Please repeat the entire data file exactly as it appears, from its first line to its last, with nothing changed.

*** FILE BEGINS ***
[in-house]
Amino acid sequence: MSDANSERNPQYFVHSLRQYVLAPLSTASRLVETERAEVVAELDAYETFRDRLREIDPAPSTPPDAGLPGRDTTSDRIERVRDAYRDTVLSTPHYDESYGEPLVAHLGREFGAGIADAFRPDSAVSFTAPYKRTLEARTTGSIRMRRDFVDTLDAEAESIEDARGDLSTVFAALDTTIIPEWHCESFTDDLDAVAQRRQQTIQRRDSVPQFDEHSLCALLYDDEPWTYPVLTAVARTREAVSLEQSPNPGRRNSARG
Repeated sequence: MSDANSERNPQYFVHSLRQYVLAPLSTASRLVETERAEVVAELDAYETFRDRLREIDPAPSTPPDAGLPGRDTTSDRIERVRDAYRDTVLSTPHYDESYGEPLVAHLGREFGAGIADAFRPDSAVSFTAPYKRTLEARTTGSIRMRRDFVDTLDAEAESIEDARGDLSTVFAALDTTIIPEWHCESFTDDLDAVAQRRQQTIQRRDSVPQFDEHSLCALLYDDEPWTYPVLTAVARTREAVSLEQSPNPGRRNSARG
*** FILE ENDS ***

[in-house]
Amino acid sequence: MSDANSERNPQYFVHSLRQYVLAPLSTASRLVETERAEVVAELDAYETFRDRLREIDPAPSTPPDAGLPGRDTTSDRIERVRDAYRDTVLSTPHYDESYGEPLVAHLGREFGAGIADAFRPDSAVSFTAPYKRTLEARTTGSIRMRRDFVDTLDAEAESIEDARGDLSTVFAALDTTIIPEWHCESFTDDLDAVAQRRQQTIQRRDSVPQFDEHSLCALLYDDEPWTYPVLTAVARTREAVSLEQSPNPGRRNSARG
Repeated sequence: MSDANSERNPQYFVHSLRQYVLAPLSTASRLVETERAEVVAELDAYETFRDRLREIDPAPSTPPDAGLPGRDTTSDRIERVRDAYRDTVLSTPHYDESYGEPLVAHLGREFGAGIADAFRPDSAVSFTAPYKRTLEARTTGSIRMRRDFVDTLDAEAESIEDARGDLSTVFAALDTTIIPEWHCESFTDDLDAVAQRRQQTIQRRDSVPQFDEHSLCALLYDDEPWTYPVLTAVARTREAVSLEQSPNPGRRNSARG